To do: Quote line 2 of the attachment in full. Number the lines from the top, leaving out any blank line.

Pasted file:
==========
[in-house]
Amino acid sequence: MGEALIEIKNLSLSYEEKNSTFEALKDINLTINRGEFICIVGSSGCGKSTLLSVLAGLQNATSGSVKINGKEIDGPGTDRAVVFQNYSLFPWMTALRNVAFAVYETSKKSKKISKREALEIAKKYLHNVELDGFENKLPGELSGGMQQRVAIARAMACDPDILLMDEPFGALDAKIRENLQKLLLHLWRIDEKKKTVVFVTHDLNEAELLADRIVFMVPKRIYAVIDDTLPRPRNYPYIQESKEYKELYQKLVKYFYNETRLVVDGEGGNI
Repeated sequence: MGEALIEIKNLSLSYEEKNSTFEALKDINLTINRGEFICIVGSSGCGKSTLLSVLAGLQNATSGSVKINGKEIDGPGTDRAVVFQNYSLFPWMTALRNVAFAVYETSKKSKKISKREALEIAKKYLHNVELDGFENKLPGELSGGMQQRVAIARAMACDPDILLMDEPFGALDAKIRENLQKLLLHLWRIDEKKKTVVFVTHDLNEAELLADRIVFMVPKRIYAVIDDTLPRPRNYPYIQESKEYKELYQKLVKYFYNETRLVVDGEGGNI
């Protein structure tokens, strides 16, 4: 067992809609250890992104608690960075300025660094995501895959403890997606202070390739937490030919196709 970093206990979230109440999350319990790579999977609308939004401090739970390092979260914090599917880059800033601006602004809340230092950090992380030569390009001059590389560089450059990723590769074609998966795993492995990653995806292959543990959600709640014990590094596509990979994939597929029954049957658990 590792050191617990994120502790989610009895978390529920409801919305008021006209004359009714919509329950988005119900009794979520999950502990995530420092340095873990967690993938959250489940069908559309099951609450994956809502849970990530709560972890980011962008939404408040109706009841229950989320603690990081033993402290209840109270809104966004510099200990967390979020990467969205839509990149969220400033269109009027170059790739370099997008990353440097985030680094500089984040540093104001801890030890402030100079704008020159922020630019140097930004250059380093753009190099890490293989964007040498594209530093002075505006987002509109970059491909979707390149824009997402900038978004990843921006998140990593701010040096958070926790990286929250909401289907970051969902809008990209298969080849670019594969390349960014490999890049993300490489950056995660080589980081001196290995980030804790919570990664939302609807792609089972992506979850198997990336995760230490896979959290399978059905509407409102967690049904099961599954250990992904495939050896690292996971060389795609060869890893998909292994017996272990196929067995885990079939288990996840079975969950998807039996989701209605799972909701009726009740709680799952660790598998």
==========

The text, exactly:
Amino acid sequence: MGEALIEIKNLSLSYEEKNSTFEALKDINLTINRGEFICIVGSSGCGKSTLLSVLAGLQNATSGSVKINGKEIDGPGTDRAVVFQNYSLFPWMTALRNVAFAVYETSKKSKKISKREALEIAKKYLHNVELDGFENKLPGELSGGMQQRVAIARAMACDPDILLMDEPFGALDAKIRENLQKLLLHLWRIDEKKKTVVFVTHDLNEAELLADRIVFMVPKRIYAVIDDTLPRPRNYPYIQESKEYKELYQKLVKYFYNETRLVVDGEGGNI